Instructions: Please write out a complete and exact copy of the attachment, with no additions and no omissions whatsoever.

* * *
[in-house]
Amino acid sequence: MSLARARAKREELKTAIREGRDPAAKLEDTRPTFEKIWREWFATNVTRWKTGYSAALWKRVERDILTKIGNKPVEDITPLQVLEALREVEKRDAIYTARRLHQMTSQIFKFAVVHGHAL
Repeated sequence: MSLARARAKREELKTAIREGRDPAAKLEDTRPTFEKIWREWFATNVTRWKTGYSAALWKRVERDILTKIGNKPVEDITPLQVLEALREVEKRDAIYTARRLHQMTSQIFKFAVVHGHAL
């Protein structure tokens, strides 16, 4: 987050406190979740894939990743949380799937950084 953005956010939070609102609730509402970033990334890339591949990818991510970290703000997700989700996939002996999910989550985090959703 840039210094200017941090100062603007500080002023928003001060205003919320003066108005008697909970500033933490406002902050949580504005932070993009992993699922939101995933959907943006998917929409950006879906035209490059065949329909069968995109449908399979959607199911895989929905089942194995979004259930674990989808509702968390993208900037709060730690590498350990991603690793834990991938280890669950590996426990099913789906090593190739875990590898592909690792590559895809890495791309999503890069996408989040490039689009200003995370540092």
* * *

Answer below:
[in-house]
Amino acid sequence: MSLARARAKREELKTAIREGRDPAAKLEDTRPTFEKIWREWFATNVTRWKTGYSAALWKRVERDILTKIGNKPVEDITPLQVLEALREVEKRDAIYTARRLHQMTSQIFKFAVVHGHAL
Repeated sequence: MSLARARAKREELKTAIREGRDPAAKLEDTRPTFEKIWREWFATNVTRWKTGYSAALWKRVERDILTKIGNKPVEDITPLQVLEALREVEKRDAIYTARRLHQMTSQIFKFAVVHGHAL
């Protein structure tokens, strides 16, 4: 987050406190979740894939990743949380799937950084 953005956010939070609102609730509402970033990334890339591949990818991510970290703000997700989700996939002996999910989550985090959703 840039210094200017941090100062603007500080002023928003001060205003919320003066108005008697909970500033933490406002902050949580504005932070993009992993699922939101995933959907943006998917929409950006879906035209490059065949329909069968995109449908399979959607199911895989929905089942194995979004259930674990989808509702968390993208900037709060730690590498350990991603690793834990991938280890669950590996426990099913789906090593190739875990590898592909690792590559895809890495791309999503890069996408989040490039689009200003995370540092």